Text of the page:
The Fall sessions focus on team-building, social and systematic determinants of health, project design, and responsible community engagement. In the first session, students engage in activities and deep discussions highlighting implicit personal biases. It is crucial to begin on a solid foundation before students engage with historically marginalized populations to reduce biases during the project and throughout their careers.1 The second session includes a rich team-based poverty simulation that provides students a glimpse into the possible lived experience of those living in under-resourced communities. This session builds on the implicit bias session by providing a simulated experience in one aspect of marginalization: socioeconomic insecurity. This step is critical to expose future providers to society’s individual and systemic disparities.2 The third session takes an unexpected turn for students. In this session, students must escape complex scenarios using their combined professional resources. The life of a small child with asthma is at stake if they do not escape! Escape game simulations and other gamification interventions have proven to be excellent pedagogical tools for deep learning while being highly satisfactory learning experiences.3 Last, the fourth session directly connects the student with a genuine community leader at one of our community partner organizations. In this session, students develop a project to deliver a real-world solution to a real-world community problem designed and implemented in the Spring semester. This strategy has been a powerful tool for this and similar programs to bridge the gap between didactic activities and practical impacts for students, faculty, and the larger community.4-6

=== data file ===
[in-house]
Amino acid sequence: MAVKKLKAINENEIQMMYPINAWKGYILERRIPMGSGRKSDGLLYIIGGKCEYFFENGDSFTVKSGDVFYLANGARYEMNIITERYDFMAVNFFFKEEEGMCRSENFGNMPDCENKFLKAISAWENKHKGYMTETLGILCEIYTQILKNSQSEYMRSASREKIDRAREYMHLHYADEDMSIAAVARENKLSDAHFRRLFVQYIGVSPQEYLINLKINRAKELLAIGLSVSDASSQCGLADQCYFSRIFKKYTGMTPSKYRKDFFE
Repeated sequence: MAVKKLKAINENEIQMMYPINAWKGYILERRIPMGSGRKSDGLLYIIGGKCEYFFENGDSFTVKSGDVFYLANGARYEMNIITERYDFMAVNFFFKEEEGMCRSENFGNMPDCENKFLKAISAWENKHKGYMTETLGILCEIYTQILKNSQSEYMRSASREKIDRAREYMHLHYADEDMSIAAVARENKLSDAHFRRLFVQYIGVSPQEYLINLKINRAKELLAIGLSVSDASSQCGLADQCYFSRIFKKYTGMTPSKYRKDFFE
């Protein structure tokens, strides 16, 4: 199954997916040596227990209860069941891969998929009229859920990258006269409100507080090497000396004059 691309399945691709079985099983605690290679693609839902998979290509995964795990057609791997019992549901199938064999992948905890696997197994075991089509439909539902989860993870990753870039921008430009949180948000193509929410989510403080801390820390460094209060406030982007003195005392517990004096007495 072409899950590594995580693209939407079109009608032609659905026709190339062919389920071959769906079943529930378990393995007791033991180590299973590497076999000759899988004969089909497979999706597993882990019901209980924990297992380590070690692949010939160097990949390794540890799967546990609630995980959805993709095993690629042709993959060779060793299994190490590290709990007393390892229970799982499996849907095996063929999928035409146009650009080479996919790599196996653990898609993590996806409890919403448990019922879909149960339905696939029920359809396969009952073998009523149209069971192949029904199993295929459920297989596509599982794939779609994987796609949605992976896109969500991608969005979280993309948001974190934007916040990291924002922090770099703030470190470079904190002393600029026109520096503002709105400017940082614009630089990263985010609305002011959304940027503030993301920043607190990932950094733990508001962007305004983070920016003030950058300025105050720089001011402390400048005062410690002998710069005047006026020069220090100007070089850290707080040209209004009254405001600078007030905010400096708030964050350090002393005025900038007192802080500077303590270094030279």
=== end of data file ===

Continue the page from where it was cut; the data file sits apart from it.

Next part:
Beyond the collaboration with community service organizations, the program’s heartbeat is notably the tangible deliverables crafted by the student participants. Addressing the intricate policy issues surrounding incarceration and re-entry, students delve deep into the societal occurrences to provide comprehensive insights. Furthermore, they create health and hygiene education modules tailored for those facing homelessness, recognizing the paramount importance of basic health knowledge in these vulnerable populations. In areas where resources are scant, students have championed initiatives on preparing healthy foods, ensuring nutritional well-being is not compromised. To ensure the program’s continued growth and reach, students have also produced promotional media designed to recruit future participants and stakeholders effectively. These student-led endeavors bridge the gap between academic learning and on-ground community challenges, reinforcing the program’s core mission.